Hot Seller’s Market continues in Lincoln, Wayland, but fades in Concord

Posted on Posted in Bedford, Buying, Concord, Lexington, Lincoln, Market News, Marketing & Selling, Sudbury, Wayland, Weston

There are still only 12 houses on the market in Lincoln. That is extraordinarily low inventory, which has meant higher than expected offer prices for those houses that have come onto the market this spring. There is so little on the market, and what there is makes new listings look SO GOOD, but it is hard to know how long this seller’s market will last. Well, it’ll last until ten or more houses come on and don’t sell immediately. For comparison, last year on March 27, there were 20 houses on the market, and the year before there were 18.

In Wayland, the same thing is happening, with only 17 houses on the market. Exactly a year ago (3/27/17) there were 22, and two years ago, there were 42.

Similarly in Sudbury, there are 46 houses on the market right now, compared with 57 last year at this time. In 2016 there were 62.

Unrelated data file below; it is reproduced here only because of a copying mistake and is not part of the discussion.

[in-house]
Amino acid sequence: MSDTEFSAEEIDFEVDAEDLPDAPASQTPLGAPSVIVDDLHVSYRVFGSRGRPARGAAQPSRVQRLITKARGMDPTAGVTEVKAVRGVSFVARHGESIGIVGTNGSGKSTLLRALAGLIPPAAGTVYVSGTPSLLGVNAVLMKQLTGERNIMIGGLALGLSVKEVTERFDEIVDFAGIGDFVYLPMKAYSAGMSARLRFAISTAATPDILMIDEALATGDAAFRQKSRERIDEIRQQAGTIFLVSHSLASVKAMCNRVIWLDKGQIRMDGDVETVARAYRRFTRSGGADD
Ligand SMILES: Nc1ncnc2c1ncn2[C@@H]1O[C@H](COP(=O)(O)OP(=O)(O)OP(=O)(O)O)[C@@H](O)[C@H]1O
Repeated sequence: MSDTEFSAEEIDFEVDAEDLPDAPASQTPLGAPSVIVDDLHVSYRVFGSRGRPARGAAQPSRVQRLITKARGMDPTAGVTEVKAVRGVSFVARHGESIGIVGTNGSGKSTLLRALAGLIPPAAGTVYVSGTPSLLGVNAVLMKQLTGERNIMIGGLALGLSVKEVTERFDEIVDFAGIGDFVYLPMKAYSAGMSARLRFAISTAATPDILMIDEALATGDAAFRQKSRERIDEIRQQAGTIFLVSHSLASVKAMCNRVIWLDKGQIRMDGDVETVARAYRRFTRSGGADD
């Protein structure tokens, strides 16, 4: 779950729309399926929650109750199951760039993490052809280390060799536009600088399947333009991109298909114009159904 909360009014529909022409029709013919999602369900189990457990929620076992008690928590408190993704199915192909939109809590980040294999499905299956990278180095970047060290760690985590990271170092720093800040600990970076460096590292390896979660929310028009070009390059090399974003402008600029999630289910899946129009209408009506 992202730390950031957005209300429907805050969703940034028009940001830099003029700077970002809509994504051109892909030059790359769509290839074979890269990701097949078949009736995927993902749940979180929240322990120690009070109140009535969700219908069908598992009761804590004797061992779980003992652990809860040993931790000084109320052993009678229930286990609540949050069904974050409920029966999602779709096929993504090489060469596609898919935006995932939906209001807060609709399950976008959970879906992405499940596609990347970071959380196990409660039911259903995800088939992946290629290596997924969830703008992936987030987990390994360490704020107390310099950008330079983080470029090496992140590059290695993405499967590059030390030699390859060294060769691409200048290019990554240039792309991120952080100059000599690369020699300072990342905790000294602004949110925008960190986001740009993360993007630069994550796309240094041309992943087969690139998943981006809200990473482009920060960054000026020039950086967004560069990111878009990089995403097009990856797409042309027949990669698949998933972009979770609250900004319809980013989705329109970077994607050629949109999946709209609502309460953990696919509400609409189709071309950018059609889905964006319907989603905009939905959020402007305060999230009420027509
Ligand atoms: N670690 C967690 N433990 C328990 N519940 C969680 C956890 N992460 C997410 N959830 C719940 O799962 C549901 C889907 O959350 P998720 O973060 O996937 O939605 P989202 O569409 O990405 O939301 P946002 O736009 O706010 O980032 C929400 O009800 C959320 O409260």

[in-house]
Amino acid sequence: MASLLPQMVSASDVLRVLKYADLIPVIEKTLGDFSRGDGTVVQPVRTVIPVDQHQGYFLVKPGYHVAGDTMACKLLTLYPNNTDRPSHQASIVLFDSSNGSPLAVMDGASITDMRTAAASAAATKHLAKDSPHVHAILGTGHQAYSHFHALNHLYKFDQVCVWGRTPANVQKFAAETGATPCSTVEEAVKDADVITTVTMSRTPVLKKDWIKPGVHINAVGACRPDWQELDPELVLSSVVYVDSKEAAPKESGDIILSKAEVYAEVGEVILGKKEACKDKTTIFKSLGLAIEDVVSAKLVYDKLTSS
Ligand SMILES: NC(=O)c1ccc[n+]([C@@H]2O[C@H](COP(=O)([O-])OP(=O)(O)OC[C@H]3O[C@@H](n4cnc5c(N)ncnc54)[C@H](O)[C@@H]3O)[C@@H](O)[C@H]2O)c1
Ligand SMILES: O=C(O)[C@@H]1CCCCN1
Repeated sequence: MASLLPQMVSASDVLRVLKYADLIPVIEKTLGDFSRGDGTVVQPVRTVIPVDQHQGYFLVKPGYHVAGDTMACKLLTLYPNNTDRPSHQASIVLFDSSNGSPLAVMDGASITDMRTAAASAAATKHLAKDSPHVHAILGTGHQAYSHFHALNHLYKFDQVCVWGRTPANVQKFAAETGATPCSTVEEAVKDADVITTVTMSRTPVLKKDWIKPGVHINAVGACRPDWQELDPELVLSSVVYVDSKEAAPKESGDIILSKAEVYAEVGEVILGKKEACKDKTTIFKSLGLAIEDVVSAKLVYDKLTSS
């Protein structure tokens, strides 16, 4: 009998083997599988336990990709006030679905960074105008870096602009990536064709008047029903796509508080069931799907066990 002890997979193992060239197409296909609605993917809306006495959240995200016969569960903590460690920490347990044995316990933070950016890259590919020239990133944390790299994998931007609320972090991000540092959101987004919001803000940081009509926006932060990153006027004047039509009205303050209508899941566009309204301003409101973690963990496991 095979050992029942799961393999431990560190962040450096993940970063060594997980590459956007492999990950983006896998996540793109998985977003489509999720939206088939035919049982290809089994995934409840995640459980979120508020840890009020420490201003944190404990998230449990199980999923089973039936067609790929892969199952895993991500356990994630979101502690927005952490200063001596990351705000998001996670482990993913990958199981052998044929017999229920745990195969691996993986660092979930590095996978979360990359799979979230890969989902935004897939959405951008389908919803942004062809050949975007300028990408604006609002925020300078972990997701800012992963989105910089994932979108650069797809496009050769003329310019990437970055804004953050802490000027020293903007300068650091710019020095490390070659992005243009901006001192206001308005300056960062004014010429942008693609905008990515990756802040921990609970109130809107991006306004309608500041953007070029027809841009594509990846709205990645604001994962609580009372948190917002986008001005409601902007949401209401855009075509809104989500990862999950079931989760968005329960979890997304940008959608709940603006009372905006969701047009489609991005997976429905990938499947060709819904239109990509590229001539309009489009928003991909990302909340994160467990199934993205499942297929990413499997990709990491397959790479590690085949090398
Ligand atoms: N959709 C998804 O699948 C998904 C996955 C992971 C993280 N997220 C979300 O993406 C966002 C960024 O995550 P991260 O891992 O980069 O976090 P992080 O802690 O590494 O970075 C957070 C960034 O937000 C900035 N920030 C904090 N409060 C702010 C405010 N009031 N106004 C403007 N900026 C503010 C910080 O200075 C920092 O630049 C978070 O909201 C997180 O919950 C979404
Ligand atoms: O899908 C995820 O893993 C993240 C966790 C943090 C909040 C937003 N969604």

Even Weston, which rarely follows the same rules that seem to apply to other markets (insofar as their prices are higher even though houses take longer to sell), has 61 houses on right now, compared with in 97 on March 27, 2017 and 104 in 2016.

Carlisle has not seen much change, last year there were 21 and this year there are 23 on the market on March 27.

Bedford is slowing a bit compared with last year at this moment with 15 on right now, compared with 11 last year and 24 the year before.

Lexington hasn’t seen a huge decline relative to 2016 which on March 27th had 53 houses on the market and 2017 which had 52, at this moment there are 43 houses on the market.

Concord has the reverse trend, with 81 houses on the market today. That is up substantially from 51 on this date in 2017 and 61 in 2016.

Lexington has a median house list price right now of $1.8M, which is higher than Concord’s $1.68, though last year, it was reversed with Concord’s median list price at $1.75 compared to Lexington’s $1.69m. It would appear Concord has shifted into buyers’ market territory, leaving its neighbors behind.

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